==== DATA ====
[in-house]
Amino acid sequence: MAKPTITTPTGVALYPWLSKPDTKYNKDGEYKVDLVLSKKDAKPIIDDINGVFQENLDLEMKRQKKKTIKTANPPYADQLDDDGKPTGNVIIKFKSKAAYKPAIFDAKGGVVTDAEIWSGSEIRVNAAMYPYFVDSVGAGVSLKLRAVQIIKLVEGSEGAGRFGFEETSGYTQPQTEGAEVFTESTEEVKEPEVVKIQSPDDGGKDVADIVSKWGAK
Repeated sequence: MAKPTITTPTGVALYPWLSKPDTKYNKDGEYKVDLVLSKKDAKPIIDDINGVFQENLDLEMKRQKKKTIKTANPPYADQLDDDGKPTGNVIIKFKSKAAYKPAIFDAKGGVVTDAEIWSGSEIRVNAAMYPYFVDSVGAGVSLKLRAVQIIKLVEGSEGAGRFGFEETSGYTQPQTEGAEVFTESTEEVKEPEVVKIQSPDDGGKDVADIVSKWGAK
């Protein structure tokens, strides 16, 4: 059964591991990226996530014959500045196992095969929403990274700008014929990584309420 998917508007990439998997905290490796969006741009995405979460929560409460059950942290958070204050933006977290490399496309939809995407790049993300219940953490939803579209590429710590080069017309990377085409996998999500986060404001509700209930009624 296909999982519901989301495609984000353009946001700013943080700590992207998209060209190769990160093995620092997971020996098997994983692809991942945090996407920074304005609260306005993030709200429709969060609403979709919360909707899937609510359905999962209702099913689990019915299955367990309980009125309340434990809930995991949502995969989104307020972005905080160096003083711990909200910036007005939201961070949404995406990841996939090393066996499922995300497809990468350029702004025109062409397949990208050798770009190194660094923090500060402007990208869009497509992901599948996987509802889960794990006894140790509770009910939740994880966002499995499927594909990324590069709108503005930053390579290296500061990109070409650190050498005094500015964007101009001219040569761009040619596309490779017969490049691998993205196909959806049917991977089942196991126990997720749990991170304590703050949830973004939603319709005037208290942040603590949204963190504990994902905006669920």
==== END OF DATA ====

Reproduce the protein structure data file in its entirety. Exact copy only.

[in-house]
Amino acid sequence: MAKPTITTPTGVALYPWLSKPDTKYNKDGEYKVDLVLSKKDAKPIIDDINGVFQENLDLEMKRQKKKTIKTANPPYADQLDDDGKPTGNVIIKFKSKAAYKPAIFDAKGGVVTDAEIWSGSEIRVNAAMYPYFVDSVGAGVSLKLRAVQIIKLVEGSEGAGRFGFEETSGYTQPQTEGAEVFTESTEEVKEPEVVKIQSPDDGGKDVADIVSKWGAK
Repeated sequence: MAKPTITTPTGVALYPWLSKPDTKYNKDGEYKVDLVLSKKDAKPIIDDINGVFQENLDLEMKRQKKKTIKTANPPYADQLDDDGKPTGNVIIKFKSKAAYKPAIFDAKGGVVTDAEIWSGSEIRVNAAMYPYFVDSVGAGVSLKLRAVQIIKLVEGSEGAGRFGFEETSGYTQPQTEGAEVFTESTEEVKEPEVVKIQSPDDGGKDVADIVSKWGAK
């Protein structure tokens, strides 16, 4: 059964591991990226996530014959500045196992095969929403990274700008014929990584309420 998917508007990439998997905290490796969006741009995405979460929560409460059950942290958070204050933006977290490399496309939809995407790049993300219940953490939803579209590429710590080069017309990377085409996998999500986060404001509700209930009624 296909999982519901989301495609984000353009946001700013943080700590992207998209060209190769990160093995620092997971020996098997994983692809991942945090996407920074304005609260306005993030709200429709969060609403979709919360909707899937609510359905999962209702099913689990019915299955367990309980009125309340434990809930995991949502995969989104307020972005905080160096003083711990909200910036007005939201961070949404995406990841996939090393066996499922995300497809990468350029702004025109062409397949990208050798770009190194660094923090500060402007990208869009497509992901599948996987509802889960794990006894140790509770009910939740994880966002499995499927594909990324590069709108503005930053390579290296500061990109070409650190050498005094500015964007101009001219040569761009040619596309490779017969490049691998993205196909959806049917991977089942196991126990997720749990991170304590703050949830973004939603319709005037208290942040603590949204963190504990994902905006669920």